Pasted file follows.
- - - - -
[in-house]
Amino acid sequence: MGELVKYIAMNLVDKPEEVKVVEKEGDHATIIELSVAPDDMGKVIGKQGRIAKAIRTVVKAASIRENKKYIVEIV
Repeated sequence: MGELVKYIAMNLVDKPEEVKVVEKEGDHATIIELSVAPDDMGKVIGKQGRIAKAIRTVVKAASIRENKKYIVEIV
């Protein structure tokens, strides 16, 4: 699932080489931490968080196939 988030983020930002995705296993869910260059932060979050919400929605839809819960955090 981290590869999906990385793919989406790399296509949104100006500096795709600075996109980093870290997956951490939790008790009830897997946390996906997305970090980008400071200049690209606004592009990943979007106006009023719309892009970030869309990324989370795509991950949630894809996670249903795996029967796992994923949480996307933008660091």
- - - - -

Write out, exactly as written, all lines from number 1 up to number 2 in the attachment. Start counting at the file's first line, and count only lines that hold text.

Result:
[in-house]
Amino acid sequence: MGELVKYIAMNLVDKPEEVKVVEKEGDHATIIELSVAPDDMGKVIGKQGRIAKAIRTVVKAASIRENKKYIVEIV